The final part of the McLaren report implicates four medallists at Sochi 2014 and five from London 2012.
Adding more details of the doping it revealed in July, the report described an "institutional conspiracy" involving Russia's secret service.
It said the athletes did not act alone but were part of a programme.
The report's author, Professor Richard McLaren, who was appointed by the World Anti-Doping Agency, said: "There was a cover up that evolved into an institutional and disciplined medal-winning strategy."
The report said the system was refined over the course of the London 2012 Olympics, 2013 World Athletics Championships in Moscow and the Sochi Winter Olympics where a now "fail safe" system was in place to protect likely Russian medal winners.
Russia won 72 medals at the London Games, 21 of which were gold, and 33 medals at Sochi 2014, 13 of which were gold.
"The Russian Olympic team corrupted the London games on an unprecedented scale - the extent of which will probably never be fully established," the report added.
"The desire to win medals superseded their collective moral and ethical compass and Olympic values of fair play," McLaren wrote.
The report added depth and supporting evidence to the initial findings published in July - that Russia operated a state-sponsored doping programme.
That first report was met with denials from Russia and calls for more proof from the International Olympic Committee.
The new report also found:
- At the Sochi Games, two Russian female ice hockey players had male urine samples
- The samples of four Russian gold medal winners in Sochi were tampered with
- Emails were found asking for instructions from the Russian Ministry of Sport on what to do with a positive sample - save or quarantine?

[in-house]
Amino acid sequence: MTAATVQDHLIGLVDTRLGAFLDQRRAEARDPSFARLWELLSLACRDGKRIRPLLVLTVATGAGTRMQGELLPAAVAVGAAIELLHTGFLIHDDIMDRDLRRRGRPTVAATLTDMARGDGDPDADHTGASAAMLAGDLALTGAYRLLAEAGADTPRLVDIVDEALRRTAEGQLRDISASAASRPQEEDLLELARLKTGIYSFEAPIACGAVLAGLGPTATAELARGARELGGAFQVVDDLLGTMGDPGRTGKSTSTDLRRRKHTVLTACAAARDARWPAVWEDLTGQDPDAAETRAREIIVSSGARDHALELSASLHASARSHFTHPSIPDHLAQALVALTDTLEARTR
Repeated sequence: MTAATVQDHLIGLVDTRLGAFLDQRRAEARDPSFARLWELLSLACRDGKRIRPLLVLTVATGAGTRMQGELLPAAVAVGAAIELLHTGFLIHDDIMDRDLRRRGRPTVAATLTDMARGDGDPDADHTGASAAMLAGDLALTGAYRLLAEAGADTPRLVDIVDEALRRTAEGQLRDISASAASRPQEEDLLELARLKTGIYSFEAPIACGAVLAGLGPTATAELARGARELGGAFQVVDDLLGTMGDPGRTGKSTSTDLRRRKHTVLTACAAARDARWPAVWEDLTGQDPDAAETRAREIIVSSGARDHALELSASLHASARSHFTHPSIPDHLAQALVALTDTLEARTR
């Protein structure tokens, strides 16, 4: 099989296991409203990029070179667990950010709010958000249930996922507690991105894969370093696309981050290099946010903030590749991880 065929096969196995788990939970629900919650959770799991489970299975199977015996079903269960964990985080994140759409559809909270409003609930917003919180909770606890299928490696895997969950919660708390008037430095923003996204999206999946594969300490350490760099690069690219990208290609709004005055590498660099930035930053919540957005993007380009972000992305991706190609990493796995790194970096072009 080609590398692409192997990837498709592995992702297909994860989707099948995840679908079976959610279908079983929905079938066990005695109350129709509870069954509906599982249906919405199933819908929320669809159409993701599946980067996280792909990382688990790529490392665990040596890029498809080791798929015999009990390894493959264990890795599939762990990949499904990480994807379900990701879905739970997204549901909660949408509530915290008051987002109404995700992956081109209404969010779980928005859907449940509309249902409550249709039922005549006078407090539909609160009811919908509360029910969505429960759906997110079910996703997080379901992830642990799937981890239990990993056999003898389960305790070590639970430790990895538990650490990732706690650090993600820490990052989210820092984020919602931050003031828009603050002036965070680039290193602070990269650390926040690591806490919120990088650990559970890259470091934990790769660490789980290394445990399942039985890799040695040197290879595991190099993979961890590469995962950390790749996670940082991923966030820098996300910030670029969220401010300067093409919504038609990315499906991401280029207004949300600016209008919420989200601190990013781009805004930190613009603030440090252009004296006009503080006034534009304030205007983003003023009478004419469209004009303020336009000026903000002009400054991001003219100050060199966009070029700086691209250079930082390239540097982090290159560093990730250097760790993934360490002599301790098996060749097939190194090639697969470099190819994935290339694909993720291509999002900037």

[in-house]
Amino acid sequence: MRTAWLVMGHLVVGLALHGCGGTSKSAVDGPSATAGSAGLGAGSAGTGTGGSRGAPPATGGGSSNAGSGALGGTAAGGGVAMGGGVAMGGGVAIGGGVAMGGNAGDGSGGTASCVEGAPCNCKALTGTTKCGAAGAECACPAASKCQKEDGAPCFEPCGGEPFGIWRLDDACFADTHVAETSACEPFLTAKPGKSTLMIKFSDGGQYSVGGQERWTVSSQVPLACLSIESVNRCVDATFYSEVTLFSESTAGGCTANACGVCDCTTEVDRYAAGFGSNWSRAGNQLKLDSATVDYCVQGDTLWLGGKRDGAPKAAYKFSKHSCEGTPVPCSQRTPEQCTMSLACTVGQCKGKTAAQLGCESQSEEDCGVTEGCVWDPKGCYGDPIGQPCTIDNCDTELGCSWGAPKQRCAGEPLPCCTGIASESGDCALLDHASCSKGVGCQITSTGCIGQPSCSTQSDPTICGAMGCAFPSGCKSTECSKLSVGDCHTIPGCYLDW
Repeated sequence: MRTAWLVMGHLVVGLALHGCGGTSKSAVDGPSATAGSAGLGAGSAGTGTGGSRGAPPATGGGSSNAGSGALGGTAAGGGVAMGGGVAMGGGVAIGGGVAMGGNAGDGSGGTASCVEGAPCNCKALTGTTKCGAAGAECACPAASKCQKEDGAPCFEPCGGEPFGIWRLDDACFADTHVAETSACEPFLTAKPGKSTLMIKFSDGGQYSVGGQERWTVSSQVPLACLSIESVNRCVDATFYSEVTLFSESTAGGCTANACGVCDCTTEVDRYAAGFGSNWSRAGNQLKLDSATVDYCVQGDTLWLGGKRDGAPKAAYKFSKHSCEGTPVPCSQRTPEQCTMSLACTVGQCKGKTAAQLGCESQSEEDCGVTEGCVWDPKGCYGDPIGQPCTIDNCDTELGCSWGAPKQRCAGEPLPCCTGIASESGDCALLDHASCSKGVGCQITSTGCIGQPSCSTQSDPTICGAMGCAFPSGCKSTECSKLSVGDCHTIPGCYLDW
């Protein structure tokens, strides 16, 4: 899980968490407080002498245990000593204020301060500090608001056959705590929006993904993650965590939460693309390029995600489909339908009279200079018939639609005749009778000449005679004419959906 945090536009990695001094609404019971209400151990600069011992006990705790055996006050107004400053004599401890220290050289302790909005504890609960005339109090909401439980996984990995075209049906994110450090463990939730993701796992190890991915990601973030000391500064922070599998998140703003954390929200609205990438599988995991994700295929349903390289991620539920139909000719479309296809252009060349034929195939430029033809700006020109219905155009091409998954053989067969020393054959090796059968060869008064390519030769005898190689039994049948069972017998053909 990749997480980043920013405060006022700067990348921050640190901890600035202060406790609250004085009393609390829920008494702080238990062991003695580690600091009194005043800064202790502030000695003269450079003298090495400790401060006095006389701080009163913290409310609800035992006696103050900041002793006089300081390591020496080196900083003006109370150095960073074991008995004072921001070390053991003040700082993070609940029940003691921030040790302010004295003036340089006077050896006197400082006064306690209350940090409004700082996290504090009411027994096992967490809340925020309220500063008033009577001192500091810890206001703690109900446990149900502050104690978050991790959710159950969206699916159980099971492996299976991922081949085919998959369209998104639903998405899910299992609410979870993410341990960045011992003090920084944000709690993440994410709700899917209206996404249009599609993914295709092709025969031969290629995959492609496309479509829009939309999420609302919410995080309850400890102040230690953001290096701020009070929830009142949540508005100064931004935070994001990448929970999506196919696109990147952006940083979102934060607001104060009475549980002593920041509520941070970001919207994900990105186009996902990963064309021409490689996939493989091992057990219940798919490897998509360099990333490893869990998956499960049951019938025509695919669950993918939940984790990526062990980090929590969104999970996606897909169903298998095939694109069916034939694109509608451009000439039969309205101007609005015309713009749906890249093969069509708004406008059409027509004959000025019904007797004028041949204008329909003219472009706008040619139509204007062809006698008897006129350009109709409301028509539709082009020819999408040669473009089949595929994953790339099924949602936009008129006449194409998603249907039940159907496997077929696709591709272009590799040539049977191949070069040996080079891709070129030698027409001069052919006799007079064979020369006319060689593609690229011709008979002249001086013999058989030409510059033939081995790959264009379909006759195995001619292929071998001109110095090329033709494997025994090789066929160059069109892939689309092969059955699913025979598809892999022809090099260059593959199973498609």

- It found spreadsheets containing lists of athletes whose samples had been saved
- A clean urine bank was also kept in Moscow
Urine sample swapping common practice
The first McLaren report explained how disappearing positive drug testswere secreted through "mouse holes" drilled by spies.
That was based on information received from Dr Grigory Rodchenkov, a former director of the anti-doping laboratory at Sochi 2014.
He had said the Russian secret service developed ways of opening sample bottles and replacing their contents without intervention being detected.
The new report claims to have compiled clear details on exactly how the sample bottles in Sochi were tampered with.
Investigators used a tool which matched the description of one used by the FSB (Russian Federal Security Service), which leaves tiny marks and scratches on the inside of the cap.
An expert was given 13 bottles, one of which had not been tampered with, which he immediately spotted.
In cases of alleged sample swapping, investigators found there were scratches and marks on the inside of the cap, along with DNA inconsistencies.